Two | Place
Therefore, oddly enough after a decade of wild growth in invisible telecommunications, place mattered more in 2010 than it did in 2000. Travel and transport remained basically flat throughout the decade. Total vehicle miles driven, while an impressive 3 billion miles in 2010, were only up from 2.7 billion miles in 2000, a period during which the population increased from 288 to 318 million—meaning the average American drove less in 2010 than in 2000. At 9:45 tomorrow morning there will be roughly 4,500 commercial flights in the air, just as there were on 9:45 the morning of 11 September 2001—no change despite a decade of economic and population growth. And mobility, the hallmark of twentieth-century United States culture, declined throughout the decade and reached a post-war low in 2010, with less than 10% of American households changing their address.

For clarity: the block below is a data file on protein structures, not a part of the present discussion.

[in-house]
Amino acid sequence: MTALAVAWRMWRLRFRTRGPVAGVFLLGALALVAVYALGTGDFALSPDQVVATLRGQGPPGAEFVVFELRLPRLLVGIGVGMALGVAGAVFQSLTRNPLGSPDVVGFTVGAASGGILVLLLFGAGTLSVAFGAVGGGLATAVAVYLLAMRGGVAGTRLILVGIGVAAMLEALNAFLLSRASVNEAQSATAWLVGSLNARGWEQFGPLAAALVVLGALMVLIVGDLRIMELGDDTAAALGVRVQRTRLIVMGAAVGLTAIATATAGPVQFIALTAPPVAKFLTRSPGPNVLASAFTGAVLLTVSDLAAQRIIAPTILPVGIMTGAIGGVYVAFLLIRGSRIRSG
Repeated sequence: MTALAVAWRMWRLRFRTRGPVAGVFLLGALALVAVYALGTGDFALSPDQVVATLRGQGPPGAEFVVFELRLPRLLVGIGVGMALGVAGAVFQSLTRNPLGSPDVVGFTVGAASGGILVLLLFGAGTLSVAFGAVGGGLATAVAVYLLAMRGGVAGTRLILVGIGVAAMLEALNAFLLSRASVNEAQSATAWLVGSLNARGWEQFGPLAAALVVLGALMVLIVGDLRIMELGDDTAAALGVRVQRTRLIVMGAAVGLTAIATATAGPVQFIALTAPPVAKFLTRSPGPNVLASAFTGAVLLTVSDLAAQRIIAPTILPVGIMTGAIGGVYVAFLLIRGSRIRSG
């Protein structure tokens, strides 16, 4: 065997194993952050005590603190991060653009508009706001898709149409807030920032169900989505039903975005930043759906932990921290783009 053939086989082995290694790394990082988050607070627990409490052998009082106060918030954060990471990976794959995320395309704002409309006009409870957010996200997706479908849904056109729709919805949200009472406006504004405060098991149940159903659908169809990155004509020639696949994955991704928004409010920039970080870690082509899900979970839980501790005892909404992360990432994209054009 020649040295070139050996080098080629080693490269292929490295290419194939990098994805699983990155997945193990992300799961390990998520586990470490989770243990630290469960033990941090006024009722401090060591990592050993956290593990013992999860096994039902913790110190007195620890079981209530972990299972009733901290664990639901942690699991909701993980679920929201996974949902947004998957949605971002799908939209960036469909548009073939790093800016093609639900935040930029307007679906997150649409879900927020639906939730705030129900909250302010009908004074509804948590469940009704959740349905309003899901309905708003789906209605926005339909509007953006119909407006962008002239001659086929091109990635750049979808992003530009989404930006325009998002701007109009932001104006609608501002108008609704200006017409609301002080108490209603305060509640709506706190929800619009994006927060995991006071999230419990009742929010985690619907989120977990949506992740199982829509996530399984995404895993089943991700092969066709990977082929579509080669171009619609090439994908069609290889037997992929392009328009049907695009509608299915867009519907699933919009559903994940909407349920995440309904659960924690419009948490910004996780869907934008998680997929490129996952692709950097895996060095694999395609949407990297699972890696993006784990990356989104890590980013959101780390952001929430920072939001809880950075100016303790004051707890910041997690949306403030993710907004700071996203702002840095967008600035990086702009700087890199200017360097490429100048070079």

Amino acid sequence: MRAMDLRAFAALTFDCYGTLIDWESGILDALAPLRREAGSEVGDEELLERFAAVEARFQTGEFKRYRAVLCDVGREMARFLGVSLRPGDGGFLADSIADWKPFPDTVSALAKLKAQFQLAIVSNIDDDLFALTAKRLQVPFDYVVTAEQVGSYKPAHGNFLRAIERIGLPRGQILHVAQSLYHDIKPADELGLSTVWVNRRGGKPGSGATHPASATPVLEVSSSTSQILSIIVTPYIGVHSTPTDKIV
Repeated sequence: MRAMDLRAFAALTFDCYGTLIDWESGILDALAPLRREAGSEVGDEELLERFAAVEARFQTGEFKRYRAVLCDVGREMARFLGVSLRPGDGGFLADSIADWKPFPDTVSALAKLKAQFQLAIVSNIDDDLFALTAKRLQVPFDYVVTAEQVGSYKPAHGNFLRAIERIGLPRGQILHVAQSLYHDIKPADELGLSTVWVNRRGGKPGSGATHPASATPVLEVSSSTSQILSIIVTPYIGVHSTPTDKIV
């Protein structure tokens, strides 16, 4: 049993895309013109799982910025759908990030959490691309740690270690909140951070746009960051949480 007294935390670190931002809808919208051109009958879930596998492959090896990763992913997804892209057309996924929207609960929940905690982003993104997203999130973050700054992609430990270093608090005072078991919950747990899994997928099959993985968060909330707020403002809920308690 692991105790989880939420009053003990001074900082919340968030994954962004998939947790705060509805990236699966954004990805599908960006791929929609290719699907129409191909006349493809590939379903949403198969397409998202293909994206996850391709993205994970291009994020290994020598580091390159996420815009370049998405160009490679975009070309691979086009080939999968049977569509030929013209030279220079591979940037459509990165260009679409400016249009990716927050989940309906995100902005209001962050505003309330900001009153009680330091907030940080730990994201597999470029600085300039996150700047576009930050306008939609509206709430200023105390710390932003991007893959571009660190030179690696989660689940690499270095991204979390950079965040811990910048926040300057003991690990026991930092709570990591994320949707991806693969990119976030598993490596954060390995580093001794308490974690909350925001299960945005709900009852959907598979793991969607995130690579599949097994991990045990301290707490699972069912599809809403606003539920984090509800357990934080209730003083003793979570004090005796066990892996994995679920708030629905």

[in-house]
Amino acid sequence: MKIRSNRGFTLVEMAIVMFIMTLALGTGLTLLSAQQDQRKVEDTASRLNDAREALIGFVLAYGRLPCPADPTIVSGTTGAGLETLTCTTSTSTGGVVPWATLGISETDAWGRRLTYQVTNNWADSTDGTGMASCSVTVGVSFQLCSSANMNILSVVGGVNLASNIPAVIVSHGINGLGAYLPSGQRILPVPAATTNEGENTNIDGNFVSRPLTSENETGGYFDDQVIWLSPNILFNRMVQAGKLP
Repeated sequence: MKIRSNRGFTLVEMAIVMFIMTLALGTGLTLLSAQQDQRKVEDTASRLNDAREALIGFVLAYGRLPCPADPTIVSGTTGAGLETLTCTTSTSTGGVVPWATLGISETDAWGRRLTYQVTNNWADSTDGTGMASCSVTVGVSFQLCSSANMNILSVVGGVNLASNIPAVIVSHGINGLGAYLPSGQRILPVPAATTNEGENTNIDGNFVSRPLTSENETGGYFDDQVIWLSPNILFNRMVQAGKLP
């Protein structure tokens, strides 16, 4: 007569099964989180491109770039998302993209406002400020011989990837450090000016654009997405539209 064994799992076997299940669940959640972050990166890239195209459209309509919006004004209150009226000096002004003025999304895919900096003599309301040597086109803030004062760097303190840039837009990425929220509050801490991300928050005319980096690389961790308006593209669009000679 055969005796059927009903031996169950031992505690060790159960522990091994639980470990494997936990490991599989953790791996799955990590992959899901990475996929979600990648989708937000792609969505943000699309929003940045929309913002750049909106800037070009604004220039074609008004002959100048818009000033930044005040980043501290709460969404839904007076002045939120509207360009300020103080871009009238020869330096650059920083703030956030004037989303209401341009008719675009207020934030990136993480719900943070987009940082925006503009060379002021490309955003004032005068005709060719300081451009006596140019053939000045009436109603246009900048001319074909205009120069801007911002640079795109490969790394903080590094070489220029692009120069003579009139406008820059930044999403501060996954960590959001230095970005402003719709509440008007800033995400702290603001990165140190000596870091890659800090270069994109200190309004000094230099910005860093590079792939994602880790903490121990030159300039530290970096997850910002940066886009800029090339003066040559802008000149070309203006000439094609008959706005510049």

At the Q gathering in 2010, urbanologist Richard Florida observed that young adults meeting one another no longer ask, “What do you do?” They ask, “Where do you live?” More and more people will change careers in order to stay in a place—connected to family, friends, and local culture—than will change place to stay in a career. The 20th-century American dream was to move out and move up; the 21st-century dream seems to be to put down deeper roots. This quest for local, embodied, physical presence may well be driven by the omnipresence of the virtual and a dawning awareness of the thinness of disembodied life.
Three | Cities
Cities, the places where both connection and local presence can thrive simultaneously, had an extraordinary renaissance in the 2000s. The revival of American cities was underway already in 2000, but it reached its full flowering by 2010. Of course not every single American city flourished in the last decade, but those of us old enough to remember New York, Chicago, Atlanta, or Houston circa 1990—not to mention Portland, Columbus, or Phoenix—can only be astonished at the way economically fading and often crime-ridden city centers revived as centers of commerce and creativity.